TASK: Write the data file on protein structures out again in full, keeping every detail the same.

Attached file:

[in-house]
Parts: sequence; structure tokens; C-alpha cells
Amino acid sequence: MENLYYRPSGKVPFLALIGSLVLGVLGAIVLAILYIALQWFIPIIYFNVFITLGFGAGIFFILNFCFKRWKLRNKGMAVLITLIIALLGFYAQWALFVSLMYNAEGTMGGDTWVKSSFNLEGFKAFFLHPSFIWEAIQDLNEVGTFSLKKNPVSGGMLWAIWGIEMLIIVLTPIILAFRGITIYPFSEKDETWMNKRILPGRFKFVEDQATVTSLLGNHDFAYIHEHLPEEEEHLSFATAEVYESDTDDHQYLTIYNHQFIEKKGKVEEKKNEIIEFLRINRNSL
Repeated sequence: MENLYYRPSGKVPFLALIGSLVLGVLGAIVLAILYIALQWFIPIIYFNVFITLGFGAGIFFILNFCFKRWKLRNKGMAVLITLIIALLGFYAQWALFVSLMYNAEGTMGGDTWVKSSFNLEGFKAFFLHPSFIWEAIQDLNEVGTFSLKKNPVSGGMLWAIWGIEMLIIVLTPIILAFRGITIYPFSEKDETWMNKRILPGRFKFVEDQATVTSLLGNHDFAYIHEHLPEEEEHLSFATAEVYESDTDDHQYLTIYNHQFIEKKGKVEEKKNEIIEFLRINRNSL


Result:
[in-house]
Parts: sequence; structure tokens; C-alpha cells
Amino acid sequence: MENLYYRPSGKVPFLALIGSLVLGVLGAIVLAILYIALQWFIPIIYFNVFITLGFGAGIFFILNFCFKRWKLRNKGMAVLITLIIALLGFYAQWALFVSLMYNAEGTMGGDTWVKSSFNLEGFKAFFLHPSFIWEAIQDLNEVGTFSLKKNPVSGGMLWAIWGIEMLIIVLTPIILAFRGITIYPFSEKDETWMNKRILPGRFKFVEDQATVTSLLGNHDFAYIHEHLPEEEEHLSFATAEVYESDTDDHQYLTIYNHQFIEKKGKVEEKKNEIIEFLRINRNSL
Repeated sequence: MENLYYRPSGKVPFLALIGSLVLGVLGAIVLAILYIALQWFIPIIYFNVFITLGFGAGIFFILNFCFKRWKLRNKGMAVLITLIIALLGFYAQWALFVSLMYNAEGTMGGDTWVKSSFNLEGFKAFFLHPSFIWEAIQDLNEVGTFSLKKNPVSGGMLWAIWGIEMLIIVLTPIILAFRGITIYPFSEKDETWMNKRILPGRFKFVEDQATVTSLLGNHDFAYIHEHLPEEEEHLSFATAEVYESDTDDHQYLTIYNHQFIEKKGKVEEKKNEIIEFLRINRNSL